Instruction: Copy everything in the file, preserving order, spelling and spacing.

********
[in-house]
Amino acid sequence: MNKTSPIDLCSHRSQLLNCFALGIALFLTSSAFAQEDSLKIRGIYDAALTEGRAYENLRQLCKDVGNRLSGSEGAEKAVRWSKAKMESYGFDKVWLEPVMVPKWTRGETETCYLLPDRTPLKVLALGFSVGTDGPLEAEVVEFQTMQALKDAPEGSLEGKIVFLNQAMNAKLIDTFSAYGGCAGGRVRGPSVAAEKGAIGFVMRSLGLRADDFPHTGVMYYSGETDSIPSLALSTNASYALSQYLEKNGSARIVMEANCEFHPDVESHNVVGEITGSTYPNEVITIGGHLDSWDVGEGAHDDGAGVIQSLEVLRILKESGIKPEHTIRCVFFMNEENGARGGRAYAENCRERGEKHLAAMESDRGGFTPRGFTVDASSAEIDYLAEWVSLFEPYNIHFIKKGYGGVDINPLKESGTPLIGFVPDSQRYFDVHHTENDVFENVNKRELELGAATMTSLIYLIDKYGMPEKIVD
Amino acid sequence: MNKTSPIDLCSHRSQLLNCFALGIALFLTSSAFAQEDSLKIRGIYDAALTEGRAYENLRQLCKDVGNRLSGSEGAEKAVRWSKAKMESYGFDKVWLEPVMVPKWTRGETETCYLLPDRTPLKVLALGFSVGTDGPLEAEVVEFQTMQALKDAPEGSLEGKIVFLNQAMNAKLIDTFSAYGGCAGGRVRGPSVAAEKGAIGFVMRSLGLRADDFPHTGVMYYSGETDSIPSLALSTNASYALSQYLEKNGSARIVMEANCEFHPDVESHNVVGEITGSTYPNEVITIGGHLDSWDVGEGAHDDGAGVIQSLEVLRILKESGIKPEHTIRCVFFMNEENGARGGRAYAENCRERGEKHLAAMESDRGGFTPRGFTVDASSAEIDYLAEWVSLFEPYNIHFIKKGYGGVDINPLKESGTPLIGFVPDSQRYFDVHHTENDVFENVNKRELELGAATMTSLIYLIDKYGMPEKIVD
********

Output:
[in-house]
Amino acid sequence: MNKTSPIDLCSHRSQLLNCFALGIALFLTSSAFAQEDSLKIRGIYDAALTEGRAYENLRQLCKDVGNRLSGSEGAEKAVRWSKAKMESYGFDKVWLEPVMVPKWTRGETETCYLLPDRTPLKVLALGFSVGTDGPLEAEVVEFQTMQALKDAPEGSLEGKIVFLNQAMNAKLIDTFSAYGGCAGGRVRGPSVAAEKGAIGFVMRSLGLRADDFPHTGVMYYSGETDSIPSLALSTNASYALSQYLEKNGSARIVMEANCEFHPDVESHNVVGEITGSTYPNEVITIGGHLDSWDVGEGAHDDGAGVIQSLEVLRILKESGIKPEHTIRCVFFMNEENGARGGRAYAENCRERGEKHLAAMESDRGGFTPRGFTVDASSAEIDYLAEWVSLFEPYNIHFIKKGYGGVDINPLKESGTPLIGFVPDSQRYFDVHHTENDVFENVNKRELELGAATMTSLIYLIDKYGMPEKIVD
Amino acid sequence: MNKTSPIDLCSHRSQLLNCFALGIALFLTSSAFAQEDSLKIRGIYDAALTEGRAYENLRQLCKDVGNRLSGSEGAEKAVRWSKAKMESYGFDKVWLEPVMVPKWTRGETETCYLLPDRTPLKVLALGFSVGTDGPLEAEVVEFQTMQALKDAPEGSLEGKIVFLNQAMNAKLIDTFSAYGGCAGGRVRGPSVAAEKGAIGFVMRSLGLRADDFPHTGVMYYSGETDSIPSLALSTNASYALSQYLEKNGSARIVMEANCEFHPDVESHNVVGEITGSTYPNEVITIGGHLDSWDVGEGAHDDGAGVIQSLEVLRILKESGIKPEHTIRCVFFMNEENGARGGRAYAENCRERGEKHLAAMESDRGGFTPRGFTVDASSAEIDYLAEWVSLFEPYNIHFIKKGYGGVDINPLKESGTPLIGFVPDSQRYFDVHHTENDVFENVNKRELELGAATMTSLIYLIDKYGMPEKIVD